Wednesday, February 2, 2011

High-Speed Rail off the Tracks

January 27, 2011
by: Luke Gelber

Wastewatcher, January, 2011

When stumping for Rep. Tim Bishop (D-N.Y.) in October 2010, Vice President Joe Biden made a telling statement regarding the government’s role in investments. He credited the government with “every single great idea that has marked the 21st century, the 20th century and the 19th century,” adding that “in the middle of the Civil War you had a guy named Lincoln paying people $16,000 for every 40 miles of track they laid across the continental United States. … No private enterprise would have done that for another 35 years.”

Ignoring the insult to all non-government workers of the past three centuries, one may presume that the government has a similar explanation for its own, more modern focus on railways. The President’s stimulus package contained $8 billion for high-speed rail (HSR) projects, including $2.3 billion for a line linking San Francisco to Los Angeles and $1.25 billion for a line extending from Tampa Bay to Orlando. In October 2010, Secretary of Transportation Ray LaHood announced an additional $2.4 billion for HSR projects across the country. Almost $2 billion of that amount was redirected from projects in Wisconsin and Ohio when local officials refused to accept the money due to costs to the states that they could not afford. In his January 25, 2010 State of the Union address, President Obama promised 80 percent of Americans access to high-speed rail in 25 years.

The Federal Railroad Administration claims that HSR will “serve as a catalyst to promote economic expansion (including new manufacturing jobs), create new choices for travelers in addition to flying or driving, reduce national dependence on oil, and foster livable urban and rural communities.” These justifications, taken at face value, do nothing to explain why billions of taxpayer dollars are necessary. Federal funding of HSR projects forces taxpayers across the country to foot the bill for someone else’s enormously expensive product.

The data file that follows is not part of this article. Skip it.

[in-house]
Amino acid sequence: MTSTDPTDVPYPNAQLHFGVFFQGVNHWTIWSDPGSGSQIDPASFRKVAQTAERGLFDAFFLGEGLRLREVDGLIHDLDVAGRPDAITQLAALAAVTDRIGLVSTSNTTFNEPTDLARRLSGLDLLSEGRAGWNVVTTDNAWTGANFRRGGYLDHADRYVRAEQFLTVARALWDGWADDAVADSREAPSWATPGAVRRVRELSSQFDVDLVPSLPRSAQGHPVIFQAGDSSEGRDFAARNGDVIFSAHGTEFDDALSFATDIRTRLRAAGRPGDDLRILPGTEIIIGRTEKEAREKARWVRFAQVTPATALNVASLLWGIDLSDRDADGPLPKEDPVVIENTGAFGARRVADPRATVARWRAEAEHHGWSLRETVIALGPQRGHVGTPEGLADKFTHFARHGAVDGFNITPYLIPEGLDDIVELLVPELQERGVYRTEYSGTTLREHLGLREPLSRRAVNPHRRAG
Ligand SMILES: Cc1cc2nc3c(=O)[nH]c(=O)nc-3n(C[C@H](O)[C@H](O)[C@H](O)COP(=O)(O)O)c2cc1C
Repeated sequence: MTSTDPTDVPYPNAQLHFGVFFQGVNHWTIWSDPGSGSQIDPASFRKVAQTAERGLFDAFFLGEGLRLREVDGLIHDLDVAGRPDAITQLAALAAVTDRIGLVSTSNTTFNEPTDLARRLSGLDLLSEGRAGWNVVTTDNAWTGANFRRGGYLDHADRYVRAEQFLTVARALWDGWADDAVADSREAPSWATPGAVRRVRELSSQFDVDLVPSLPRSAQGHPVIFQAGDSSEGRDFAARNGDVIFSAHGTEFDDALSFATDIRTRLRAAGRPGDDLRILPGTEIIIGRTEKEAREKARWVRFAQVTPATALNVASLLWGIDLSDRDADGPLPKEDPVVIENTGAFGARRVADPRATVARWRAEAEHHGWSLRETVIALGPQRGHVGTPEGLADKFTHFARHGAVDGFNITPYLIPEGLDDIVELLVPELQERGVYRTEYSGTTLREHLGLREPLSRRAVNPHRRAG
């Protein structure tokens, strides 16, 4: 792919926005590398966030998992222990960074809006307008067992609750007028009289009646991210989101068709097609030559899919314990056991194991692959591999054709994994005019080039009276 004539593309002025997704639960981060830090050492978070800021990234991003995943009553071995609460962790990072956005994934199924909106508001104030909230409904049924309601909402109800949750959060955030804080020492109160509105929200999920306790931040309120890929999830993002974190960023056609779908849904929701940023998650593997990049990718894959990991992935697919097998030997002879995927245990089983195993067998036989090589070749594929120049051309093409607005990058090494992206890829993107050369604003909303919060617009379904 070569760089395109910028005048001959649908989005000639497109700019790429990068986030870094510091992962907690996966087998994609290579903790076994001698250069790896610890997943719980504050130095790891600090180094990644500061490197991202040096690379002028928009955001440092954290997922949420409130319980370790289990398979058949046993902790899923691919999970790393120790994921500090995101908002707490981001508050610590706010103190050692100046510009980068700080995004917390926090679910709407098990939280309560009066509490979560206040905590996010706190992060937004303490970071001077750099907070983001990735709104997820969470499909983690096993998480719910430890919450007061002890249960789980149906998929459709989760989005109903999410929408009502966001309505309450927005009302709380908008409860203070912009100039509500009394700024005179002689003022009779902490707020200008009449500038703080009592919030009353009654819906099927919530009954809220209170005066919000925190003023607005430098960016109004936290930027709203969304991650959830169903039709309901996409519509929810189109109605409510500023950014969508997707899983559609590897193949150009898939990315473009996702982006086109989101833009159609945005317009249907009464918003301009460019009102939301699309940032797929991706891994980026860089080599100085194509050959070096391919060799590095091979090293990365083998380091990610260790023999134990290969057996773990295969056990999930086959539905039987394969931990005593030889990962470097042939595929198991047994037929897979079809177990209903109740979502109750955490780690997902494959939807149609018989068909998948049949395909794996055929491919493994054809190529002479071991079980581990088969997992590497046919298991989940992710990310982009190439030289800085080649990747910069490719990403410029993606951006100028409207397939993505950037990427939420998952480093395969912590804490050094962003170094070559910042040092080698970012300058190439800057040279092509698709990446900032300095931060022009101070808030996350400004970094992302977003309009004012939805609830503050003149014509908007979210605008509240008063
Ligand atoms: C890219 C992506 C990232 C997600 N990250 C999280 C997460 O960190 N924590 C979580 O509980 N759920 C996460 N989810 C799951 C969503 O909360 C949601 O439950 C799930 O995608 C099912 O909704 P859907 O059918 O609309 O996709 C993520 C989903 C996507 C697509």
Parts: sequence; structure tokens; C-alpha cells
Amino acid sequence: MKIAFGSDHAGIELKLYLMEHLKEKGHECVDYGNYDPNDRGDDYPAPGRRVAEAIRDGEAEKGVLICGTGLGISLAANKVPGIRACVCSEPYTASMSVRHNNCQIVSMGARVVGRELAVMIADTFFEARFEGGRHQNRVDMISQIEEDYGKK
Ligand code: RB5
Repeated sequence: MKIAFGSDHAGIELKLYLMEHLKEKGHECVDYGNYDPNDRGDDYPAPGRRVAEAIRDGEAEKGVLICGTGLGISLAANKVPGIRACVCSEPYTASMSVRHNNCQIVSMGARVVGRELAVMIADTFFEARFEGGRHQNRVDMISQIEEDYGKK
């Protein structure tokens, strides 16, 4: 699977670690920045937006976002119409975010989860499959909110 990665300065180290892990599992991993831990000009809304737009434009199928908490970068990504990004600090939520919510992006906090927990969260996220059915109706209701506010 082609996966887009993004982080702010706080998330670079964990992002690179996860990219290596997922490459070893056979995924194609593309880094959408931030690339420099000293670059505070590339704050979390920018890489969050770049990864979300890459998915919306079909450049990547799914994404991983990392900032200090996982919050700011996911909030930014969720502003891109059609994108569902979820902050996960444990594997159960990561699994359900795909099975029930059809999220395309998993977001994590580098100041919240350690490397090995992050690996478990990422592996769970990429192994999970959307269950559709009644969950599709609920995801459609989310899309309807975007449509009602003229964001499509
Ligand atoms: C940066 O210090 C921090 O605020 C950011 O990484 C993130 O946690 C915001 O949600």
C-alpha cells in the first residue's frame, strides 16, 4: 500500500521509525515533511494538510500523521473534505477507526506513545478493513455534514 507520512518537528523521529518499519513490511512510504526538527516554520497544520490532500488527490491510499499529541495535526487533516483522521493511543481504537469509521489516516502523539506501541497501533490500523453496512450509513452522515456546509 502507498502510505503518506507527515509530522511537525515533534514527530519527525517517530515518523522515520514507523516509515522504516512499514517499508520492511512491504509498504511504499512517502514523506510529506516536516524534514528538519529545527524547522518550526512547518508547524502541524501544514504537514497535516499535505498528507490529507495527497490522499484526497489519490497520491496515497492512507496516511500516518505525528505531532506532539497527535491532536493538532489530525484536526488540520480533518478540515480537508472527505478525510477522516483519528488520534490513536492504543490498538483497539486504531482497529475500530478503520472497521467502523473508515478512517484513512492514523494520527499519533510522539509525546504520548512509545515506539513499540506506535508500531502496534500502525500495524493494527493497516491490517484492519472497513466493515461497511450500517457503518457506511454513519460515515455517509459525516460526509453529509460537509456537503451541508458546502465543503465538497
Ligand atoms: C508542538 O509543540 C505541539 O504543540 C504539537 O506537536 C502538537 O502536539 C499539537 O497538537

HSR projects do not constitute a public good as defined by economists. Their delivery by the private sector is not prevented by threats of free ridership or other market failures. Those who benefit pay, the same way as passengers on airplanes or in taxis. Instead, the problem with HSR is the inherent ultra-high cost, ranging anywhere from $22 million to $132 million per mile, according to a Government Accountability Office report. California originally estimated that its HSR project would cost roughly $45 billion, but a 2008 study by the Reason Foundation, Citizens Against Government Waste, and the Howard Jarvis Taxpayers Foundation called that number low by as much as $26 billion. Even California’s “official” estimates have been rising, prompting State Sen. Doug LaMalfa (R-Richvale) to renege on his previous support.

Even on the environmental front, experts are far from a consensus on whether HSR makes sense. Many estimates of reduced emissions and congestion on highways rely on very high ridership rates, which are far from certain. Further, approximations of cost on light rail projects in Arizona, Oregon, and Virginia have proven consistently low. As Warren Meyer observed in Forbes on September 22, 2010, Phoenix could have purchased a Toyota Prius for each daily rider of its light rail system and still had a billion dollars to spare. California, showing typical thrift, spent $250 million on HSR before it laid a single mile of track.

No doubt it would be lovely to have mass transit “whisking through towns at speeds over 100 miles an hour,” as President Obama said. High-speed rail lines are incredible feats of engineering that make for glorious photography and impressive ribbon-cutting ceremonies. As a result, federal spending on HSR enjoys bipartisan favor. But to support federally-subsidized high-speed rail is to suffer from a politician’s typical lack of vision. It is to fawn and obsess over what is tangible, obvious, and shiny while ignoring the massive opportunity costs of such politically-advantageous projects. Money spent on high-speed rail could have gone toward paying down the national debt, education, poverty relief, law enforcement, or, best of all, the individual free spending choices of taxpayers.

Indeed, Vice President Biden would do well to brush up on his history. While the federally-subsidized Union Pacific Overland Route was America’s first transcontinental rail line, it went bankrupt by 1897. Each of its competitors that received land grants and subsidies failed similarly. Only the Great Northern, financed privately by individuals trading peacefully and voluntarily, managed to escape conservatorship. The United States should heed this lesson and pull any federal funding for high-speed rail.

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